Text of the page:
Land Applier’s Compliance Checklist

If you are a biosolids manager who land applies biosolids to farmland, or utilizes a contractor to land apply your biosolids, the spring is a great time to check for compliance.  The following is not a complete list, but it does include the most common compliance problems that are found when PADEP conducts inspections: 

Maintain proper set back distances

Biosolids should not be applied within;

100 feet of a perennial stream

33 feet of an intermittent stream,

100 feet of a sink hole

300 feet of an occupied dwelling (unless owner signs a waiver)

300 feet of a well

100 feet of an Exceptional Value wetland

Flag areas where biosolids will be applied

Even if the field borders woodland, when biosolids is spread up to the woodland, flags must be in place when the land application takes place.

Fully Implemented Farm Conservation Plan or Sedimentation and Erosion Control Plan

Most plans contain an Implementation Schedule.  The PADEP inspectors will find your facility in compliance as long as this plan is being implemented on schedule.

Laboratory Accreditation

The lab you use to run tests for metals, PCBs and nutrients, fecal coliform or salmonella, helminth ova, and enteric virus must be accredited by PADEP Bureau of Laboratories for those tests on biosolids.  Accreditations must be renewed periodically so it is wise to check the PADEP Laboratory Accreditation website to verify that the lab doing your testing is up to date.

Holding time for fecal coliform samples

Both Exceptional Quality and non-Exceptional Quality biosolids are subject to 6 + 2 hour holding times.[1]  This means the sample must be delivered to the lab within 6 hours of sampling and the lab must start the analysis within 2 hours.

Exceptional Value Watersheds

The watershed where you have been land applying for years could be proposed as an Exceptional Value Watershed at some point.  If so, land application should be discontinued until the final designation is made as either Exceptional Value or High Quality.  If the final designation is High Quality you may resume land application.  However, if the final designation is Exceptional Value, you would either have to stop land application in that watershed, or apply for an Individual Permit for Land Application of Biosolids with PADEP.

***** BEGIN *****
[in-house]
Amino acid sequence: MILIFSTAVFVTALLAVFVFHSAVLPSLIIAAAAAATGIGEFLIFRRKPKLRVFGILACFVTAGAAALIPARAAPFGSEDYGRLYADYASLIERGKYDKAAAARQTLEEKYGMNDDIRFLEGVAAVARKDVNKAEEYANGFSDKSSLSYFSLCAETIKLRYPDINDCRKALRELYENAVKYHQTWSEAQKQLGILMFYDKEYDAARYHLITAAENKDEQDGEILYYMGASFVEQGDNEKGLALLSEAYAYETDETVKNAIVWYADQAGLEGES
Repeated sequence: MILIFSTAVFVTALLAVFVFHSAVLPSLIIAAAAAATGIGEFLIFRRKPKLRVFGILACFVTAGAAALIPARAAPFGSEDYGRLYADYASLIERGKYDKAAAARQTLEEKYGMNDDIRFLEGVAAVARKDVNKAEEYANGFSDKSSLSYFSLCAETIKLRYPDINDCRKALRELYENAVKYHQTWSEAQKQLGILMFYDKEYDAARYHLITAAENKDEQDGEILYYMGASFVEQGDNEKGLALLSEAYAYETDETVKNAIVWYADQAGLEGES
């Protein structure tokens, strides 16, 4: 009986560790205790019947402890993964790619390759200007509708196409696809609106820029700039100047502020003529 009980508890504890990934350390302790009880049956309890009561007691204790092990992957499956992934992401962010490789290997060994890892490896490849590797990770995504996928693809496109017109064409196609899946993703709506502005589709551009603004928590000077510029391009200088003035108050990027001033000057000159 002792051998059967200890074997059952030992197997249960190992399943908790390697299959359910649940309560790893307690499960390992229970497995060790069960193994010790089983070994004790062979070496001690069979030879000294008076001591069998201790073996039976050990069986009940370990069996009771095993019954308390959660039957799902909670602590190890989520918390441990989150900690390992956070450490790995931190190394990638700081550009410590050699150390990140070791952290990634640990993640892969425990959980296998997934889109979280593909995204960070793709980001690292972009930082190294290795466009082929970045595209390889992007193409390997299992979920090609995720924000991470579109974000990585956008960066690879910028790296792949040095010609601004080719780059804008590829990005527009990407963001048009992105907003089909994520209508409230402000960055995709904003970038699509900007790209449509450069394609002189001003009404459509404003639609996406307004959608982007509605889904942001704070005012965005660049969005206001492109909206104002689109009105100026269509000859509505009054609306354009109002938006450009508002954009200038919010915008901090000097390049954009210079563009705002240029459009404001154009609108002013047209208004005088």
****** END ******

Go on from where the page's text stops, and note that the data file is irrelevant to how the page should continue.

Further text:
Check the Nutrient Balance Sheets

If the farm mechanically land applies manure, they should have a Nutrient Management Plan, or a Manure Management Plan.  These plans will contain a nutrient balance sheet which shows the demand for nitrogen and/or phosphorus and the amount of nutrients available from manure, biosolids, other residuals, and fertilizer.  Be sure the farmer is not over-applying nutrients.

Test for Phosphorus Source Coefficient

This is not a regulatory requirement.  However, if you can provide the farmer with a phosphorus source coefficient, he may be able to utilize biosolids on more fields.  If you are sending a sample to Penn State AASL for metals and PCBs you can check the box on the Sample Submittal form to request the PSC.  The additional cost is $15.  [For more information on nutrient management see the Biosolids Corner article in the July August September, 2012 issue of Keystone Water Quality Manager.]

[1] The exception is Class A compost, Class B aerobically digested, and Class B anaerobically digested biosolids which has a 24 hour holding time when EPA Method 1680 or 1681 is used.

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About Diane Garvey

Diane Garvey has over 20 years experience as an environmental engineer in the areas of wastewater engineering services and biosolids management. She is proficient in environmental planning, processing, quality control, permitting, marketing, public relations, and recycling. In addition to helping Water Quality Managers comply with State and Federal regulations, Garvey Resources, Inc. offers an array of services including biosolids management planning, permitting assistance, and public outreach and environmental education programs. We are also certified in nutrient and odor management planning.
This entry was posted in Agriculture, agronomic rates, beneficial use, benefits to farmers, biosolids as fertilizer, biosolids management, compliance issues, EQ biosolids, Exceptional Quality Class A biosolids, indicator organisms, land application, Nutrient management, Phosphorus and tagged , , , , , , , , , , , , . Bookmark the permalink.

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